Snell said he felt he had a good game plan: being more aggressive in the strike zone with his breaking pitches to make the Dodgers swing and miss. But he was not enamored of his own performance, finding fault in his four walks, and said he could not blame Cash for removing him from the game when he did.
“He’s trying to win a World Series game,” Snell said, “and I’m out here, I walked two guys in the last three at-bats. I’ve got to do a better job.”
After Anderson ended the fifth by striking out Justin Turner, the Rays extended their lead to 6-2 in the top of the sixth when they scored a run on a sacrifice fly by Joey Wendle — who also hit a two-run double in the fourth. But Will Smith homered for the Dodgers off Anderson, a hard-throwing right-hander, to draw to 6-3.
Seager, the winner of the Most Valuable Player Award for the National League Championship Series, homered off Fairbanks in the eighth to make the score 6-4. Turner followed with a bloop double and that brought Max Muncy, the potential tying run, to the plate.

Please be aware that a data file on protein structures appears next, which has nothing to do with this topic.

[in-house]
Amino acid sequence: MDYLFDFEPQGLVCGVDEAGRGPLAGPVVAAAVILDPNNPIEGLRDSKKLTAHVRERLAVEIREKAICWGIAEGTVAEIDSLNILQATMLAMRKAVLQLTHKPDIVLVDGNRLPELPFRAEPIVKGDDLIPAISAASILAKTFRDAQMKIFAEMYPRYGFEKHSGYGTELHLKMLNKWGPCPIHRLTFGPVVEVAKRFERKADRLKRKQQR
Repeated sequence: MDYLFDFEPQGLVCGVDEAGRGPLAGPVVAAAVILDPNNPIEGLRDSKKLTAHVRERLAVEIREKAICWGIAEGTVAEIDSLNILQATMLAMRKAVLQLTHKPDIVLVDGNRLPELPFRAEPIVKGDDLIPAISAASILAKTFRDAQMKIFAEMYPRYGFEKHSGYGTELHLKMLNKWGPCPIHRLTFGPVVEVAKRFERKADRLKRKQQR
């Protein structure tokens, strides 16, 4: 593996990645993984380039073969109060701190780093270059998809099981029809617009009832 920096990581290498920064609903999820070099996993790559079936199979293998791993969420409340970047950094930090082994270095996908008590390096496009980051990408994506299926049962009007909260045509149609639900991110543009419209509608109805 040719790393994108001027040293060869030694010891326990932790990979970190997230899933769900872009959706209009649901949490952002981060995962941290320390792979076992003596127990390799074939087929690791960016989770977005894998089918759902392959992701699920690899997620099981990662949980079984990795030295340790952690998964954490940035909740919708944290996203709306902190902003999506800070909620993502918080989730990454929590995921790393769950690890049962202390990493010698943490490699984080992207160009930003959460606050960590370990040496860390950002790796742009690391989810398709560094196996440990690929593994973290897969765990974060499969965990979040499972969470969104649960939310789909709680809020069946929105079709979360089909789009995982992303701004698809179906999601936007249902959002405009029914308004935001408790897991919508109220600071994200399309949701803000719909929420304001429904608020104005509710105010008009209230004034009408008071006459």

Fairbanks induced a fly ball by Muncy, but the next batter was Smith, and he lined a shot directly at Wendle at third base, the ball stretching the webbing of Wendle’s glove right in front of his face before he secured it for the second out.
Still, the hard liner by Muncy indicated that the Dodgers were now zeroed in on Fairbanks, so Cash replaced him with Loup, who struck out Cody Bellinger to end the eighth.
Loup notched the first two outs in the ninth. and then Castillo struck out Taylor to end the game, knot the series, and give the Rays new hope that it will be more competitive than it initially looked.
“That game was more indicative of the type of team we have,” Wendle said.